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<p><b>Abstract</b>—We describe a <b>system-level simulation model</b> and show that it enables accurate predictions of both I/O subsystem and overall system performance. In contrast, the conventional approach for evaluating the performance of an I/O subsystem design, which is based on standalone subsystem models, is often unable to accurately predict performance changes because it is too narrow in scope. In particular, conventional methodology treats all I/O requests equally, ignoring differences in how individual requests' response times affect system behavior (including both system performance and the subsequent I/O workload). We introduce the concept of <b>request criticality</b> to describe these feedback effects and show that real I/O workloads are not approximated well by either open or closed input models. Because conventional methodology ignores this fact, it often leads to inaccurate performance predictions and can thereby lead to incorrect conclusions and poor design choices. We illustrate these problems with real examples and show that a system-level model, which includes both the I/O subsystem and other important system components (e.g., CPUs and system software), properly captures the feedback and subsequent performance effects.</p>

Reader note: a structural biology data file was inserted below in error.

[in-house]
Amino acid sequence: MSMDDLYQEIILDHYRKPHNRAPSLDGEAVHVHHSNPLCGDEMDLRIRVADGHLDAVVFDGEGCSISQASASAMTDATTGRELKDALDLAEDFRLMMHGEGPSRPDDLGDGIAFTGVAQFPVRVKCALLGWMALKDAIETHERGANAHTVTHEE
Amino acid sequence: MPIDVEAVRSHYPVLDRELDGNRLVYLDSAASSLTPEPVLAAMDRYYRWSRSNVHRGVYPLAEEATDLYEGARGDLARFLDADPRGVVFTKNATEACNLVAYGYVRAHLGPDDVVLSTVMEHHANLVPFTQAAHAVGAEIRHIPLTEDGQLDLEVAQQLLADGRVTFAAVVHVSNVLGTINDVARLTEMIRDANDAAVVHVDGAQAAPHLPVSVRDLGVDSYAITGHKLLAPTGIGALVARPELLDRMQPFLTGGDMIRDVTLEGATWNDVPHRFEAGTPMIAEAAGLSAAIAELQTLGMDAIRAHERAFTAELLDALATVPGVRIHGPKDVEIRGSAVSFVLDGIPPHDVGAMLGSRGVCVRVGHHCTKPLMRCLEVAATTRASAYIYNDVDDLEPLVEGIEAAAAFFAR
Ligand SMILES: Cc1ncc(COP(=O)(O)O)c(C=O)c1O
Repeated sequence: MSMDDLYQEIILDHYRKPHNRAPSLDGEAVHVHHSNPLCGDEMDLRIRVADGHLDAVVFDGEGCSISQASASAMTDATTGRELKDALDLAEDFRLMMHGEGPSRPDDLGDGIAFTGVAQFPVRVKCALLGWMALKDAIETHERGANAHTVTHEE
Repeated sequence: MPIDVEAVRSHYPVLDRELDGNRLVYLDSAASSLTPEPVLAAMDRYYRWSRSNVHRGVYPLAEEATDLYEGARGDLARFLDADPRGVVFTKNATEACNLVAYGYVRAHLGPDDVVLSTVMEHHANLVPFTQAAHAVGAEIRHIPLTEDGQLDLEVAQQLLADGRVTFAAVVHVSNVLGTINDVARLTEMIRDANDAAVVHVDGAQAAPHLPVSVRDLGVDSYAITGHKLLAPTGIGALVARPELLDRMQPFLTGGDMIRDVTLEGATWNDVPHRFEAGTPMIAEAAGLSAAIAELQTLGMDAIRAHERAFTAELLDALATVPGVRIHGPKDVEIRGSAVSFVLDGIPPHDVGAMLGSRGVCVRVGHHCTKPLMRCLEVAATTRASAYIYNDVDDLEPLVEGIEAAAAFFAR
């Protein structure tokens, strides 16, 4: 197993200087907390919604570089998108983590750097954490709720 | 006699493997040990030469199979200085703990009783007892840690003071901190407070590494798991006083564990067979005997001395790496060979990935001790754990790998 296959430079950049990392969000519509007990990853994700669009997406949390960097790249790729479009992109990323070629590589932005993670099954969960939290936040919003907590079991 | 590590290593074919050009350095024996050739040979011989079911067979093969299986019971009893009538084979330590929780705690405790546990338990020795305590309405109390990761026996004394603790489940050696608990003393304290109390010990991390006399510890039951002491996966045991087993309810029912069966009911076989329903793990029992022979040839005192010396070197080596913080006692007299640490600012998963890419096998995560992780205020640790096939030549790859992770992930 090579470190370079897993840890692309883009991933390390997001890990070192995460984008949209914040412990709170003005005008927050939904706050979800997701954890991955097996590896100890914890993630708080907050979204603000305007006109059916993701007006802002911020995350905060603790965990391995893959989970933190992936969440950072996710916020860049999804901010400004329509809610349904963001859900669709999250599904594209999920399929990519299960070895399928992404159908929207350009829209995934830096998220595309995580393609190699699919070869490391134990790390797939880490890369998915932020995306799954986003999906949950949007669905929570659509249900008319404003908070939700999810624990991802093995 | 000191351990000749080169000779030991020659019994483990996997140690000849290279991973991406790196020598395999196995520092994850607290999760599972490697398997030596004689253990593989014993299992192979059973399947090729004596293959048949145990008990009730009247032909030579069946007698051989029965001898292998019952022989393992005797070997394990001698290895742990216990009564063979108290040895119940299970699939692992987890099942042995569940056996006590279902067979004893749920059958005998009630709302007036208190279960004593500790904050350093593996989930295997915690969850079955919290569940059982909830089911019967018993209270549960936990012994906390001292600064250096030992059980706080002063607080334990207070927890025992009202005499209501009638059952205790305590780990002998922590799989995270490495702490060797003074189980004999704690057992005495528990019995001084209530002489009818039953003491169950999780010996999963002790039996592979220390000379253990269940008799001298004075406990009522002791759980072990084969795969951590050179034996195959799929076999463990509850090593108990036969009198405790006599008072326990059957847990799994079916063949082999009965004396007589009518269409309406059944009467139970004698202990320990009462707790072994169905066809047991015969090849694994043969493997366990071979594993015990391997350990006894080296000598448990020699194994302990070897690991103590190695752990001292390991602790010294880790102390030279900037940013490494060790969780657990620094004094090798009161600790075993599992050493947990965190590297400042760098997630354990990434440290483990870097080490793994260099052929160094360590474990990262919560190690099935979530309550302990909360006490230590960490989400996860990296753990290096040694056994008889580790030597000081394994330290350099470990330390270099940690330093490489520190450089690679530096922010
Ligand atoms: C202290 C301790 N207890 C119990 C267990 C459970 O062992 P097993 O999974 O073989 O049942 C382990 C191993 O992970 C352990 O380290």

I/O subsystems, storage subsystem, system-level model, system simulation, disk system, disk scheduling, simulation, performance model, disk modeling.

G. R. Ganger and Y. N. Patt, "Using System-Level Models to Evaluate I/O Subsystem Designs," in IEEE Transactions on Computers, vol. 47, no. , pp. 667-678, 1998.
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